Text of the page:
One bug, which presents the error code 0x800f081f during installation, has already seen a patch released on Windows Update; a second patch has been provided for users who are finding that installing Windows 8.1 Update 1 prevents Internet Information Services (IIS), Microsoft’s web server package, from being uninstalled at any time.

Despite these patches, problems with the update still remain. Many users are taking to the Microsoft support forums to claim that, despite the updated patch being released to Windows Update, Windows 8.1 Update 1 still fails to install. A work-around suggested in the forums has been noted by some to improve matters, removing a damaged version of the package so a fresh copy can be downloaded, but others report that the process makes no difference to their systems.

With Microsoft planning on enforcing installation of Windows 8.1 Update 1 by refusing security updates to anyone still on plain old Windows 8.1 starting on the next Patch Tuesday in May, the race is on for the company to fix the flaws and get the update rolled out to all its customers.

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Corsair Carbide Series Spec-01 Review

Corsair Carbide Series Spec-01 Review

Manufacturer: Corsair
UK price (as reviewed):
£37.99 (inc VAT)
US price (as reviewed): $54.99 (ex Tax)

Budget enclosures are rarely the most exciting, but they’re a necessary and crucial part of the market due to the sheer volume of cases sold at lower price points, especially in developing economies around the world. Thankfully, such products have come a long way in recent years, so even if you’re not paying top dollar you don’t need to settle for sacrificing basic features and build quality.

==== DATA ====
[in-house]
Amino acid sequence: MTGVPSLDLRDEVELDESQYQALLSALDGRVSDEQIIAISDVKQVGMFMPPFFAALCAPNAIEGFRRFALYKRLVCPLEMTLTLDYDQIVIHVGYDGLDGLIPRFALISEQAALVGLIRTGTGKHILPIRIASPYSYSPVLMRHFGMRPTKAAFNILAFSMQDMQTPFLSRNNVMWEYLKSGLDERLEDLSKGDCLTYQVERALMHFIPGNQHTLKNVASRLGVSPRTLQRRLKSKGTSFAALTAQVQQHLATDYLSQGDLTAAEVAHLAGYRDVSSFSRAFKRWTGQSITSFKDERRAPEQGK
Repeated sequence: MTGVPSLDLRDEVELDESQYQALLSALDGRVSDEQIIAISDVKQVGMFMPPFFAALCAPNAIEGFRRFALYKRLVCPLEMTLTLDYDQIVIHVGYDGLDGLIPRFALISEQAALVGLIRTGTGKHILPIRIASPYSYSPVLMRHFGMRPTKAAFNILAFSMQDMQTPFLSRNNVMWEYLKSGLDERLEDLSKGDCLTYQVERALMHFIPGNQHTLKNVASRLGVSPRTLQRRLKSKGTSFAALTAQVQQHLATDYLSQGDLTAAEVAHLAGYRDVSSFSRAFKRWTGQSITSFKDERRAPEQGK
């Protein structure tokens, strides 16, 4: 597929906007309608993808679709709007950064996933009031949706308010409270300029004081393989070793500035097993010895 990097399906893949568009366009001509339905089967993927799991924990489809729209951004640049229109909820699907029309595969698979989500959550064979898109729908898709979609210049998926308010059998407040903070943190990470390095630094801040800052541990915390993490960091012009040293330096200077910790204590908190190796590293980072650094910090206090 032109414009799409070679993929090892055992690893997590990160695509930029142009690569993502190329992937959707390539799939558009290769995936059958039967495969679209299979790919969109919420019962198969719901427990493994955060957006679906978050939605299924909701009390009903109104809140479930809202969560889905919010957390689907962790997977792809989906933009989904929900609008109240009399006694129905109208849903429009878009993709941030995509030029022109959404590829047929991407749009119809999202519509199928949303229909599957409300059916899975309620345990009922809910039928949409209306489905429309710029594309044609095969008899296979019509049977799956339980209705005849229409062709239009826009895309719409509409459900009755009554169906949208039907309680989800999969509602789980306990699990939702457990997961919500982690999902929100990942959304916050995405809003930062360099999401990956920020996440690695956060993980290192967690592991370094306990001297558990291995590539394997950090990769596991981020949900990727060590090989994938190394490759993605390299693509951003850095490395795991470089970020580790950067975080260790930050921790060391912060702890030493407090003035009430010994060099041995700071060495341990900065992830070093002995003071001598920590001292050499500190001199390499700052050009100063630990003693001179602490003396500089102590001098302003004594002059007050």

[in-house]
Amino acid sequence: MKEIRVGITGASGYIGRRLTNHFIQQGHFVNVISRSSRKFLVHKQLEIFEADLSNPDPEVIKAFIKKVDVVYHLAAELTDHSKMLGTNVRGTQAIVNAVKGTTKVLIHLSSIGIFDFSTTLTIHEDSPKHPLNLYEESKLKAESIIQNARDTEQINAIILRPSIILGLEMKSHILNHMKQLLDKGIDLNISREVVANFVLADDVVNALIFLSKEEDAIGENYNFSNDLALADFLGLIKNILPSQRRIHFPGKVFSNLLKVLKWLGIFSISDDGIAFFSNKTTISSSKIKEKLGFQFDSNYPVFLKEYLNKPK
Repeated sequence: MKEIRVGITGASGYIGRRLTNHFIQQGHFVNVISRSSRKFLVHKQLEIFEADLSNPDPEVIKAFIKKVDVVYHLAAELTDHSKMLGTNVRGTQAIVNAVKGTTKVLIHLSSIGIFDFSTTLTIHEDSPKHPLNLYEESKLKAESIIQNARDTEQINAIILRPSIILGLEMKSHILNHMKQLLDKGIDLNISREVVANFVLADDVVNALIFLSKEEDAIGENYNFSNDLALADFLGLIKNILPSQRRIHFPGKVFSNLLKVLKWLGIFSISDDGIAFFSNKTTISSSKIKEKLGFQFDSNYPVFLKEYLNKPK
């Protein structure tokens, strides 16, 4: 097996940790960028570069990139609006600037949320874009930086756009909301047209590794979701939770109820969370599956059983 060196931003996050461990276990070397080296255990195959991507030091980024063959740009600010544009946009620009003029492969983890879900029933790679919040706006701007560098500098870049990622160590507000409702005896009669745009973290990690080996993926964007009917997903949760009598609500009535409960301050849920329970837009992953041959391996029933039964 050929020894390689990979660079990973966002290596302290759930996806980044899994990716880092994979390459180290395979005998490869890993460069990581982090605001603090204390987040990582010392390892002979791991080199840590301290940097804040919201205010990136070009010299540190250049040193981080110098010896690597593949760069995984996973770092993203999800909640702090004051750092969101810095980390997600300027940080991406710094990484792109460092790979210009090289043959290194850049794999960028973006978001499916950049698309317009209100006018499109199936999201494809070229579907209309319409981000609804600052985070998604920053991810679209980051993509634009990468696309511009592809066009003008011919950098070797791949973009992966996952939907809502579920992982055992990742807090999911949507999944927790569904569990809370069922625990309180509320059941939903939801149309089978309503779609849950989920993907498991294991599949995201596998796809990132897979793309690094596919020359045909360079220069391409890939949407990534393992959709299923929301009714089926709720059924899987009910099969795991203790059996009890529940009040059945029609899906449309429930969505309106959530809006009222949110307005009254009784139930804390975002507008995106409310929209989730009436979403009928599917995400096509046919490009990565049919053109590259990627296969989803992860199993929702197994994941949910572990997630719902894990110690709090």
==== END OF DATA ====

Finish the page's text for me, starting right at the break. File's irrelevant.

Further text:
Corsair, one of the most well known chassis manufacturers, is now setting its sights on the high volume budget market with three cases launching today under the Carbide Series Spec brand. The Spec-01, which we’re looking at here, is the cheapest of the bunch at just £38, and also Corsair’s cheapest enclosure to date. Its previous budget Carbide case, the 200R, had lots of features and build quality but was lacking in the cooling department, so hopefully the Spec-01 will improve on this.

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Externally, the Spec-01 is no dull black box, but as ever its styling won’t be to everyone’s taste. The thick vertical grilles at the front guard the case’s red LED 120mm intake fan. Meanwhile, both side panels are extruded, with the left one also housing a large square window.

Build quality is very respectable on the outside. The front panel may be plastic, but it’s thick and rigid and doesn’t bend or creak, and though the case is fairly light its steel panels have only a little flex when pressure is applied. Our one small gripe is that the plastic feet have no rubber soles, so there’s little grip on smooth surfaces.

*Corsair Carbide Series Spec-01 Review **NDA 11/04 2pm** Corsair Carbide Series Spec-01 Review
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Below the front 120mm fan is a second 120mm mount. There are also two empty 120mm mounts on the roof and a further one at the rear, for a total of five. Even at £38, we were a little disappointed to find that the front intake is the case’s only fan. We’ve seen similarly priced cases such as the NZXT Source 210 and Antec One ship with two fans. Also, even when limited to one fan we’d pick a rear or roof exhaust position over a front intake, as this is typically more effective at cooling. The empty mounts do mean that the CPU area is at least well ventilated, so there are openings through which heat can rise, but without fans to exhaust air faster overclocked systems may find the CPU and VRM areas rapidly getting hot when the system is under load.

*Corsair Carbide Series Spec-01 Review **NDA 11/04 2pm** Corsair Carbide Series Spec-01 Review